25 Biggest Space Exploration Missions In The History Of Mankind

Hi. in this article we have shared the list of biggest space exploration missions happened in the history of mankind. Humans have always dreamed of reaching the stars. The motivation to travel to other planets and explore them has given birth to successful space missions.

The other half of the 20th century saw rockets being built that used cutting-edge technology to overcome the force of gravity to reach space, making space exploration a reality.

The past few years have seen probes that have reached the solar system to manned missions that have used state-of-the-art automotive mechanization, space technology has become a living truth. Here are some of the best space exploration missions in the history of mankind.

1. Apollo 11

The 1969 Moon landing by Apollo 11 is arguably the best-known and most outstanding NASA mission. The mission was sent into space on July 16, 1969, with a crew consisting of Mike Collins, Buzz Aldrin, and Neil Armstrong.

The execution of the launch and lunar orbital insertion was flawless. It was witnessed by thousands of people on television.

The descent on the Moon’s surface happened on July 20. Armstrong was in charge of landing the Eagle on the surface of the moon. The descent was ridden with problems because there were a large number of rocks on the landing site.

The dodgy landing was dangerous. Armstrong was running out of fuels when he set the lunar module on the surface of the Moon about 6.4 kilometers away from the landing spot that was planned. As he put off the engine and the craft settled into the lunar dust, Armstrong remarked excitedly “The Eagle has landed”.

The two men who landed on the moon collected rocks, performed experiments, spoke to the president and planted the US flag on the surface of the moon. They spent 20 hours walking on the surface of the moon. This lunar mission laid the foundation for five more lunar missions of the future.

2. Apollo 8

Apollo 8 became the first manned spacecraft to leave the orbit of the Earth for the moon. If this mission would have been missed, the spacecraft would have kept floating in the space. If they would have gone too close, they would have crashed into the Moon traveling at a lightning-fast speed of several kilometers per second.

The mission was launched on December 21, 1968, on the most powerful rocket ever constructed, Saturn V. Apollo 8 successfully made a successful entry into the lunar orbit on Christmas Eve 1968. The crew hosted a special TV broadcast in lunar orbit as the Earth was ascending over the Moon which was transmitted live to all the continents of the earth.

After completing the 10th lunar orbit, Apollo 8 went back to earth and successfully landed in the Pacific Ocean on December 27.

3. Curiosity

This mission was launched on an Atlas V rocket in the latter half of 2011. This state of the art
Martian rover Curiosity carried some of the latest and sophisticated scientific instruments and systems ever known in those times.

The rover successfully landed in August 2012 with the help of an advanced landing system. Curiosity landed with the help of a parachute and just before the landing the parachute opened and the rover descended with the help of rocks.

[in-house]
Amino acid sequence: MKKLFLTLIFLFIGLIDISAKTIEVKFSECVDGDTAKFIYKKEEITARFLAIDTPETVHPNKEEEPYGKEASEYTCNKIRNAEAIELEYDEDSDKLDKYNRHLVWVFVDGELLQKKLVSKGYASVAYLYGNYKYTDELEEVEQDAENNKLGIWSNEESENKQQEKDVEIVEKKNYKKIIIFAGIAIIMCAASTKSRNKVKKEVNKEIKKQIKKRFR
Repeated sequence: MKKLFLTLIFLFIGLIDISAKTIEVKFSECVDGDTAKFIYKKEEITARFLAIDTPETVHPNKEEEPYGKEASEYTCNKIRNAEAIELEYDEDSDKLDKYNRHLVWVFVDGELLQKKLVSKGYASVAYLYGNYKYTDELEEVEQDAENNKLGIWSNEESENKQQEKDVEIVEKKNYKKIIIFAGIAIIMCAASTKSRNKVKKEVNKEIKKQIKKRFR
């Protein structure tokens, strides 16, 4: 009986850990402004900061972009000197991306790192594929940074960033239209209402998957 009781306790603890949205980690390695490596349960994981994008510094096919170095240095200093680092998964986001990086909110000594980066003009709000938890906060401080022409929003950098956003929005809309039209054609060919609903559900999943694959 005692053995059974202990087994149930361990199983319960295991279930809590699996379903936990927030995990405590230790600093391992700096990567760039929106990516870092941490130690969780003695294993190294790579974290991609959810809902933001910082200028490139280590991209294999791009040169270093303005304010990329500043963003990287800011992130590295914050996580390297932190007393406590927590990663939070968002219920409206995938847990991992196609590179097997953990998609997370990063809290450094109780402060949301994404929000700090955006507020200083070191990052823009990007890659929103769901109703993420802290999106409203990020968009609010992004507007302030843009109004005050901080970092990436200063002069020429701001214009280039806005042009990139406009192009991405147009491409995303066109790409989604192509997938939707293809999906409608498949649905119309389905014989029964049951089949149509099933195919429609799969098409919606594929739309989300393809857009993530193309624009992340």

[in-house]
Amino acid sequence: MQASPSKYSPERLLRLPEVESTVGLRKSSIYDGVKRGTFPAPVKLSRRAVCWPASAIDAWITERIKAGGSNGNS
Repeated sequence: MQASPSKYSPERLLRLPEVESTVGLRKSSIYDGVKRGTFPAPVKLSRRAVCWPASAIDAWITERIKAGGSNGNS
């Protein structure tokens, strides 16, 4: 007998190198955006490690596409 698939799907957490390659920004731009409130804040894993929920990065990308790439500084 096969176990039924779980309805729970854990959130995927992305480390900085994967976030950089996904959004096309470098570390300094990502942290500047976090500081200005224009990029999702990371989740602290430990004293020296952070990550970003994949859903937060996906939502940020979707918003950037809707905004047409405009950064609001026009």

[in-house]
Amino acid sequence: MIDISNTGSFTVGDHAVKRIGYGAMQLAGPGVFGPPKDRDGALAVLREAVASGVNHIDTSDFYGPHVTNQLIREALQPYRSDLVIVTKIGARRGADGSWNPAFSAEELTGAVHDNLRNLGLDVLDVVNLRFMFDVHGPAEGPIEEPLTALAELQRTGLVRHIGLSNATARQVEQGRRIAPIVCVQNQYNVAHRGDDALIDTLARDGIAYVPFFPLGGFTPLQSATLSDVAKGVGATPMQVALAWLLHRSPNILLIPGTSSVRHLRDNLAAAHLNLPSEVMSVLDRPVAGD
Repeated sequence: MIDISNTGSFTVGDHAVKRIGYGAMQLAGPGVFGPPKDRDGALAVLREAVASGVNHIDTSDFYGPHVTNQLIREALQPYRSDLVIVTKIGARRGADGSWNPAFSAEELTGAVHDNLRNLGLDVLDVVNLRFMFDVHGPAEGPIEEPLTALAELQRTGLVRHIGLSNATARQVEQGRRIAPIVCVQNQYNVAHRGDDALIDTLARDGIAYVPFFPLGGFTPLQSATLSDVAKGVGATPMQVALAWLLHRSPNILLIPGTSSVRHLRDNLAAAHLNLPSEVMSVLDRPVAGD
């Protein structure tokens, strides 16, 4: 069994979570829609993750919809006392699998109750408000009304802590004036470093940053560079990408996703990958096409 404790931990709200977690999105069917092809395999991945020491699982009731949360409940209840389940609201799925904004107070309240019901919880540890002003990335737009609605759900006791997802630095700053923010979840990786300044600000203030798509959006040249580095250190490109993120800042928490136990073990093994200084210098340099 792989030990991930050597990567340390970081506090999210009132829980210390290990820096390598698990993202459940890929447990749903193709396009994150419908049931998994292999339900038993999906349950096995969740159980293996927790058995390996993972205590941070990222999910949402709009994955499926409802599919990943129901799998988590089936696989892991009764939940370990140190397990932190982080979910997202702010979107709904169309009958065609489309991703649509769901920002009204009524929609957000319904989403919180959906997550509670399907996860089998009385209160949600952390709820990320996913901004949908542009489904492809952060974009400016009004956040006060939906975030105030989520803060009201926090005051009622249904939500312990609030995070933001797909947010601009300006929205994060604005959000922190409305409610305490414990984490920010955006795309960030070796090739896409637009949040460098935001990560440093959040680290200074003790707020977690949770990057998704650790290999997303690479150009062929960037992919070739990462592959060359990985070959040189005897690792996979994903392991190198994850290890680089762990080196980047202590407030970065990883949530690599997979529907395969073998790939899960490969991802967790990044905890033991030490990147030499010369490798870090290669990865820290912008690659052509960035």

The goal of the Mars mission was to know if the planet ever had the proper conditions for microbial life to exist. Curiosity founds some minor evidence that the planet had the conditions to support microscopic life.

4. Voyager I and II

Launched in 1977 on the titan-Centaur rocket, the Voyager probes were launched to explore the four unexplored giant planets in the outer solar system: Jupiter, Saturn, Neptune, and Uranus. The probes traversed around these planets for over ten years.

Presently, Voyager, I am in interstellar space and Voyager II is in the heliosheath. Heliosheath constitutes the outer area of the heliosphere. Voyager I is the most distant man-made object ever made in history.

The two probes were armed with a phonograph record that transmits a message from Earth to any alien civilization that may intercept the spacecraft. The probes are transmitting data all these years but it will die down in course of time as it goes farther and farther from Earth.

5. The ISS Missions

The International Space Station (ISS. is a major mission with the Russians delivering the first module in 1990? This station consists of the NASA space shuttles, lifting astronauts and construction parts from across the world, into the orbit to work on the station.

The first crews arrived in the early 2000s. The ISS is presently orbiting at an altitude of over 350 kilometers and is traveling at over 8 kilometers per second.

6. Viking I AND II

The success of the Apollo program paved the way for the next big thing for NASA. Before 1976, the United States had never successfully launched a mission on another planet. It's difficult to get something to orbit the Earth.

It’s even more challenging to leave the Earth’s orbit, get into rotation around another celestial body, and then successfully descend on another planet.

This rare feat was accomplished by the Vikings. The two vehicles were launched within a month on Titan IIIE/Centaur rockets, and the probes came in a pair on an orbiter.

Scientists thought that life wasn’t able to exist on Mars until Vikings landed there, so scientists didn’t have to believe until the first images and experiment results were sent to NASA by the Vikings space mission. The probes found not a trace of microbial life or little green men.

7. Gemini IV